Is Socket Grafting Needed for Dental Implants?

Teeth sometimes decay and need to be removed or extracted. This can be for any number of reasons. When a tooth is removed, it leaves an exposed socket that will often heal on its own, but it is well documented that this results in the loss of both bone volume and height. To alleviate this, many periodontics professionals choose to put material in the socket and attach it to keep the shape of the bone and soft tissues until it is possible to include a dental implant. Socket grafting after tooth extraction has been a popular procedure that only takes a few minutes to perform, and it greatly increases the success rate of restoring the socket allowing for later dental implants. Of course, immediate implants, if possible, ignore that and hope to integrate the immediate implant into the socket during the healing process.

The anterior maxilla, the front part of the upper jaw, is almost always associated with a thin, frail buccal plate which is easily damaged during routine tooth removal, resulting in a deformed ridge necessitating bone augmentation to place an implant in an optimal position for prosthetic restoration (below).  The resorption of the alveolar process, the thickened ridge of bone that holds the teeth, following tooth extraction is significantly greater on the buccal aspect than lingual or palatal, and the reduction in width is greater than in height.  The post-extraction bone loss occurs during the first month averaging 3-5mm at 6 months.  Therefore, the preservation of the alveolus at the time of extraction of prominent roots in the anterior maxilla is crucial to allow optimal implant placement. Simply, the early periods of time just after tooth extraction are most important in maintaining the structure and aesthetics of the socket.

Recently, an article entitled “A Study of the Fate of the Buccal Wall of Extraction Sockets of Teeth with Prominent Roots,” authored by Dr. Myron Nevins was published in The International Journal of Periodontics & Restorative Dentistry. While reading it, I pondered what this could mean for my Manhattan practice.

This study analyzed cat scans before and after tooth extraction (see below).  At the test site, once the tooth was very carefully removed, a bone graft was placed into the socket, and primary soft tissue closure was obtained.  The control site reflected only tooth removal with no graft or primary soft tissue closure.  Results showed that at 180 days, filling of the fresh extraction socket with Bio-Oss and primary closure increased the probability of maintaining the original crestal height and form and thereby allowed ideal implant placement.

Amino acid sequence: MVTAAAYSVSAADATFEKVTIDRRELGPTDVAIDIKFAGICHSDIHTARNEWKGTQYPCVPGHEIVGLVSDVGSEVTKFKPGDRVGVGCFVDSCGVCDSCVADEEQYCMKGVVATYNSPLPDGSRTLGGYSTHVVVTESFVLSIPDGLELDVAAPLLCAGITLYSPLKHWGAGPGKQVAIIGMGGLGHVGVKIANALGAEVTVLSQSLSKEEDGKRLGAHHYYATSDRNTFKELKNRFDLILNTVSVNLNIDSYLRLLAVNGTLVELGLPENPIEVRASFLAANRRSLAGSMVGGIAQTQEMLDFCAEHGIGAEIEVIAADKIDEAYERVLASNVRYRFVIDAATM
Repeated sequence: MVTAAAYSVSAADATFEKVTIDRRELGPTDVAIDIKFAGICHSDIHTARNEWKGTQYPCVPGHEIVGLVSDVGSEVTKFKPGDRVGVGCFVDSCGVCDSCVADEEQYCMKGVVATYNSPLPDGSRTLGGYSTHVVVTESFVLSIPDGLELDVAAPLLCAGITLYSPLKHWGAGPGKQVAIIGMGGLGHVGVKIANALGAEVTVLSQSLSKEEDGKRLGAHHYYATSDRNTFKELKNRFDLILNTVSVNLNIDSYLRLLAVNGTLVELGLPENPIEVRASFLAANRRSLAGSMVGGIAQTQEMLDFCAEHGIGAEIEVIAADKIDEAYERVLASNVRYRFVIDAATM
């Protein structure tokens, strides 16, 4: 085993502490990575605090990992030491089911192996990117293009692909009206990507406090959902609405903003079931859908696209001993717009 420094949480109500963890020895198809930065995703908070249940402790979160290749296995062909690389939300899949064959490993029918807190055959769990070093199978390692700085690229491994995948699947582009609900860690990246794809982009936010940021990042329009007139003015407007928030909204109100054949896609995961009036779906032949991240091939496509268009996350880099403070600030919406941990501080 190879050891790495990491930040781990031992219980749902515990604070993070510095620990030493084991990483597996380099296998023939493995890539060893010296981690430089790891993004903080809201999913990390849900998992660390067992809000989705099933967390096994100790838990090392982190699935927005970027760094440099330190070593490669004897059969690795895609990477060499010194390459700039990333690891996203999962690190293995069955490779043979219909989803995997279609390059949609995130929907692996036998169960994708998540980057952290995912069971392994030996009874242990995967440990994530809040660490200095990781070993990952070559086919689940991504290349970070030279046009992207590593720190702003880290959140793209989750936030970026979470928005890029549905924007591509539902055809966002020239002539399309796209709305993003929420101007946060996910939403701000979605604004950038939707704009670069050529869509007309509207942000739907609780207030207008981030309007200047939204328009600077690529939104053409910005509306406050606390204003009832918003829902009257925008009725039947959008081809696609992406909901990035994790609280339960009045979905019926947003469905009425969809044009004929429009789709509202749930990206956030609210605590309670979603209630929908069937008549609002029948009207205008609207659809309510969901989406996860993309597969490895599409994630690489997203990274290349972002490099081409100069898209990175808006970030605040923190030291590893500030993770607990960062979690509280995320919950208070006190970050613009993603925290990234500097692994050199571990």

This study confirms other similar clinical studies.  They all imply that it is extremely important to maintain and preserve the entire buccal housing upon tooth removal and achieve primary closure.

Like many other periodontics procedures, conservative microscopic techniques provide minimal trauma, fast healing, and little inflammation. This will maximize the regeneration result and allow for proper implant placement. My Manhattan practice has been utilizing these microscopic techniques in every possible procedure, and I have seen these benefits time and again. Microscopic technology allows for tighter cuts, more precise grafts, and less overall trauma that results in faster healing times and better implant placement.

Periodontics is a constantly evolving field. My practice is always at the forefront of whatever technologies are available, and consistently bring those advanced technologies to our patients. If you are in Manhattan and looking for periodontics work you need, look no further than my practice.

Call (212) 702-9088 for a consultation, and you can see what quality of care we can bring.